I’d been sitting on the above photo for a while, because the insect in it was winged; I seriously thought it was a wasp, but couldn’t find an exact match for species no matter how hard I tried. There was always something just not quite right.
A couple days later, I was looking up some other insects in my backyard which were not winged, and eventually bugguide.net (thank you bugguide.net) revealed the secret: this is an ant, the graceful twig ant, to be exact, Pseudomyrmex gracilis, and the winged and wingless insects I saw are members of the same species! The winged one on my husband’s car taillight was almost certainly a male; the wingless ones in the backyard were solitary females, out hunting.
Also known as the elongated twig ant, Mexican twig ant, oak ant, or tree ant, P. gracilis is primarily arborial. The long, slender bit between its thorax and abdomen (the “postpetiole”) was giving me fits because it makes the insect look a lot like a wasp (reminding us all that wasps and ants are in the same order — Hymenoptera).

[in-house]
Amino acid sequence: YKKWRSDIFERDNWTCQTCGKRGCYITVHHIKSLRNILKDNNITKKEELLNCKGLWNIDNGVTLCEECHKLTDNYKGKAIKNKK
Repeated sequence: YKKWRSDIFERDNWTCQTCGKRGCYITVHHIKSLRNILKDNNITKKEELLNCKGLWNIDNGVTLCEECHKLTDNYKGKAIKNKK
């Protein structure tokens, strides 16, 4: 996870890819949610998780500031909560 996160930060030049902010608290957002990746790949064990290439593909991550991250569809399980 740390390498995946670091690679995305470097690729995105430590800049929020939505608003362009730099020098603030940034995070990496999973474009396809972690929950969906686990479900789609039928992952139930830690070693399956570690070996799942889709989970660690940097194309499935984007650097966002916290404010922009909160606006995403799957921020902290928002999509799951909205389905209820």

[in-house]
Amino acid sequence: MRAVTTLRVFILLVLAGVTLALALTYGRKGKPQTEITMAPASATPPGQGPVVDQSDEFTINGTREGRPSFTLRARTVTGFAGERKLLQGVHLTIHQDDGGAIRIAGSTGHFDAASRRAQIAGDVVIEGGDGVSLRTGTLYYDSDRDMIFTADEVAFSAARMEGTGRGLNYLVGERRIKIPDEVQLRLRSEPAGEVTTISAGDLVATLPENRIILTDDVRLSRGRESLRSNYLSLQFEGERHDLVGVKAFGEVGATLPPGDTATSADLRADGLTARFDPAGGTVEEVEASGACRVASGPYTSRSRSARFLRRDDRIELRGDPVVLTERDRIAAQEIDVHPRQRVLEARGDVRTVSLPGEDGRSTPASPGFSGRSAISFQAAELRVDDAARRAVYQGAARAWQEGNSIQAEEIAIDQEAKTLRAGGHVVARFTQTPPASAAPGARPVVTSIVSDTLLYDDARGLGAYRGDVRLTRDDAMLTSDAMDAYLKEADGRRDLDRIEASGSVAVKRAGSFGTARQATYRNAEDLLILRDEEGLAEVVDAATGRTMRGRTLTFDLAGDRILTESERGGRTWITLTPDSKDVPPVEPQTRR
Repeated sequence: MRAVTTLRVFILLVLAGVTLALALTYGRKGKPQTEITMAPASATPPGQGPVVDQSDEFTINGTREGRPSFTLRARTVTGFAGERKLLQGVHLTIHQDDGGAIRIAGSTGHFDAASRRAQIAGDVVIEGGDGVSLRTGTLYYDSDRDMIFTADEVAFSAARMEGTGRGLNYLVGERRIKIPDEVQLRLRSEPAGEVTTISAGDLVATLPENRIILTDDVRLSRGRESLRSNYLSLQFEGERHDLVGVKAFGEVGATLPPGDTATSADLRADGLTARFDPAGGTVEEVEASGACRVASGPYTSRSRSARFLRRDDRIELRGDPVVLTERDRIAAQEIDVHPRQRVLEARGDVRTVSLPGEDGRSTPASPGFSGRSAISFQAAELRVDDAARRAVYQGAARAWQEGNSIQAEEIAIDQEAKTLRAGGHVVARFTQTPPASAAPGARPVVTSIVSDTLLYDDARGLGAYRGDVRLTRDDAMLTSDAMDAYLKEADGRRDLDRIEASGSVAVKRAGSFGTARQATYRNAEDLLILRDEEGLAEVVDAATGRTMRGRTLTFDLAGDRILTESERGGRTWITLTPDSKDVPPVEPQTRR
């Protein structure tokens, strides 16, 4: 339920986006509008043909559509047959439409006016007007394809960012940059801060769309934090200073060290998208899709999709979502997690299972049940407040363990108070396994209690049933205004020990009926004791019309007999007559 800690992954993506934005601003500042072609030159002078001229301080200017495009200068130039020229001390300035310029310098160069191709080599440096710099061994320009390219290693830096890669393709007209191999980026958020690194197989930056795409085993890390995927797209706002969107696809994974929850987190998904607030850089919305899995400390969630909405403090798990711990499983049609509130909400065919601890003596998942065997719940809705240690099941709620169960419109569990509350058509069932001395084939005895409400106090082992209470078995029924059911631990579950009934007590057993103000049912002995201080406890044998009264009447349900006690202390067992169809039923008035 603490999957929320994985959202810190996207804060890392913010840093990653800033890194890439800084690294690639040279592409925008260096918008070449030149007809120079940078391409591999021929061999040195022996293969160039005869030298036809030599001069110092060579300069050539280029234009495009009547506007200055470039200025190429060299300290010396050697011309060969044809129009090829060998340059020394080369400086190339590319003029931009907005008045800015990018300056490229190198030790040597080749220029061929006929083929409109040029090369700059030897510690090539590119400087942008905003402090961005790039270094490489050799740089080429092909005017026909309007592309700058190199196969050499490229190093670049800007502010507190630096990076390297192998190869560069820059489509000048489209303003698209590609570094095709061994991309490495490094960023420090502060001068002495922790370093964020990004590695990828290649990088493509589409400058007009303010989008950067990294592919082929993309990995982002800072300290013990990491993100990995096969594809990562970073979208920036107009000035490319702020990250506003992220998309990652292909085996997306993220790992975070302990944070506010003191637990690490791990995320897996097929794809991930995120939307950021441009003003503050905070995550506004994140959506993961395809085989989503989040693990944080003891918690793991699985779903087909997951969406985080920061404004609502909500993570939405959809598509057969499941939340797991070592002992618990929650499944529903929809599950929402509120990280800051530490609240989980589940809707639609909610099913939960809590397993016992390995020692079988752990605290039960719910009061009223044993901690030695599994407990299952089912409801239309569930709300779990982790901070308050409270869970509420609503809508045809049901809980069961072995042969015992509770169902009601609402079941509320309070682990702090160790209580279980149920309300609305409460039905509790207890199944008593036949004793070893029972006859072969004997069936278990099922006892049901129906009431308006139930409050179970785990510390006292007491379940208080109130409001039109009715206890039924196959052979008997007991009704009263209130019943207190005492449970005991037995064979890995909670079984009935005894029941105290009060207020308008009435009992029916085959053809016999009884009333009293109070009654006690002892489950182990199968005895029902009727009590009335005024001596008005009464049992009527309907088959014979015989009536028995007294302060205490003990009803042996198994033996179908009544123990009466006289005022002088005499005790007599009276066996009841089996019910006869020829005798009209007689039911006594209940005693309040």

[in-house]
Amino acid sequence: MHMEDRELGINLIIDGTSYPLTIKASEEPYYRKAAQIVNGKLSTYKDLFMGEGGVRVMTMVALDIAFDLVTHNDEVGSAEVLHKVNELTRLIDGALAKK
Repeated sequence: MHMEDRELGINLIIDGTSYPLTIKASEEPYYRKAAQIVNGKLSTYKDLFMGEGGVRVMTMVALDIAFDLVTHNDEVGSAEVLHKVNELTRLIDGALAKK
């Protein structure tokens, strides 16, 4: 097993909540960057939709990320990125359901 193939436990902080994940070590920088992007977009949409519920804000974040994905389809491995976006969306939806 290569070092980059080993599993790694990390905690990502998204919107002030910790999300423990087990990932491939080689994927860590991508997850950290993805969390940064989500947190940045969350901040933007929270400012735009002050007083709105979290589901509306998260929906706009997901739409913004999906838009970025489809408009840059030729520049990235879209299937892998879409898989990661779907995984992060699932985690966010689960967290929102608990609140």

Like wasps, graceful twig ants are predators, eating live insects and fungus spores, and tending aphids for honeydew, and they also have a “well-developed sting”, which might be compared to that of the fire ant. They are more docile than fire ants, but will swarm and sting intruders if their nest is threatened.
Alas, this is another species introduced to Florida; it’s native to Mexico (and possibly parts of South America), where it lives in a wide variety of habitats, both rural and urban (“undisturbed” and “disturbed”, as described by the entomologists) and occupies a variety of host trees. Colonies are typically relatively small, with one queen.